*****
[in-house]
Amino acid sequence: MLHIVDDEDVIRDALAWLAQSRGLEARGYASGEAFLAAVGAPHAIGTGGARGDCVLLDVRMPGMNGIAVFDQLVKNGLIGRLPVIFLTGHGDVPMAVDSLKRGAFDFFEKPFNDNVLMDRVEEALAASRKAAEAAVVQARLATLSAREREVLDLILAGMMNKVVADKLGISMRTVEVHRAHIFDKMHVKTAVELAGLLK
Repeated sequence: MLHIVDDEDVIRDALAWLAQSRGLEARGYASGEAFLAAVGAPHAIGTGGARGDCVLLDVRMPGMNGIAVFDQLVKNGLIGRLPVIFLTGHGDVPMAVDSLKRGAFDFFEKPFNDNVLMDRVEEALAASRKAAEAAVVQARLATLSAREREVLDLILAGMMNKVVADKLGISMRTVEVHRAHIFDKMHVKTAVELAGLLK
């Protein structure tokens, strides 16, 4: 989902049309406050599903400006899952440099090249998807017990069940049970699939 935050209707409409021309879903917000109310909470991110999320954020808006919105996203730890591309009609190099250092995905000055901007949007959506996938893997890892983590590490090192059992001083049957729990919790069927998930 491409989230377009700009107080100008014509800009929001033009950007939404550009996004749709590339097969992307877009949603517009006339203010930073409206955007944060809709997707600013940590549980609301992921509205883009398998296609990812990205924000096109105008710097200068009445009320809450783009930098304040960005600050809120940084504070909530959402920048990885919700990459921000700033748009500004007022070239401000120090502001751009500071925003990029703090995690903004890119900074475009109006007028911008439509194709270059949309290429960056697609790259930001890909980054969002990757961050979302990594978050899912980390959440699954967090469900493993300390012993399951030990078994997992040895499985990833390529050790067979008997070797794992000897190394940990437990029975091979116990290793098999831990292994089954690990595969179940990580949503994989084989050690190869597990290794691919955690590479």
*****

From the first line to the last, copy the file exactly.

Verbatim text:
[in-house]
Amino acid sequence: MLHIVDDEDVIRDALAWLAQSRGLEARGYASGEAFLAAVGAPHAIGTGGARGDCVLLDVRMPGMNGIAVFDQLVKNGLIGRLPVIFLTGHGDVPMAVDSLKRGAFDFFEKPFNDNVLMDRVEEALAASRKAAEAAVVQARLATLSAREREVLDLILAGMMNKVVADKLGISMRTVEVHRAHIFDKMHVKTAVELAGLLK
Repeated sequence: MLHIVDDEDVIRDALAWLAQSRGLEARGYASGEAFLAAVGAPHAIGTGGARGDCVLLDVRMPGMNGIAVFDQLVKNGLIGRLPVIFLTGHGDVPMAVDSLKRGAFDFFEKPFNDNVLMDRVEEALAASRKAAEAAVVQARLATLSAREREVLDLILAGMMNKVVADKLGISMRTVEVHRAHIFDKMHVKTAVELAGLLK
């Protein structure tokens, strides 16, 4: 989902049309406050599903400006899952440099090249998807017990069940049970699939 935050209707409409021309879903917000109310909470991110999320954020808006919105996203730890591309009609190099250092995905000055901007949007959506996938893997890892983590590490090192059992001083049957729990919790069927998930 491409989230377009700009107080100008014509800009929001033009950007939404550009996004749709590339097969992307877009949603517009006339203010930073409206955007944060809709997707600013940590549980609301992921509205883009398998296609990812990205924000096109105008710097200068009445009320809450783009930098304040960005600050809120940084504070909530959402920048990885919700990459921000700033748009500004007022070239401000120090502001751009500071925003990029703090995690903004890119900074475009109006007028911008439509194709270059949309290429960056697609790259930001890909980054969002990757961050979302990594978050899912980390959440699954967090469900493993300390012993399951030990078994997992040895499985990833390529050790067979008997070797794992000897190394940990437990029975091979116990290793098999831990292994089954690990595969179940990580949503994989084989050690190869597990290794691919955690590479």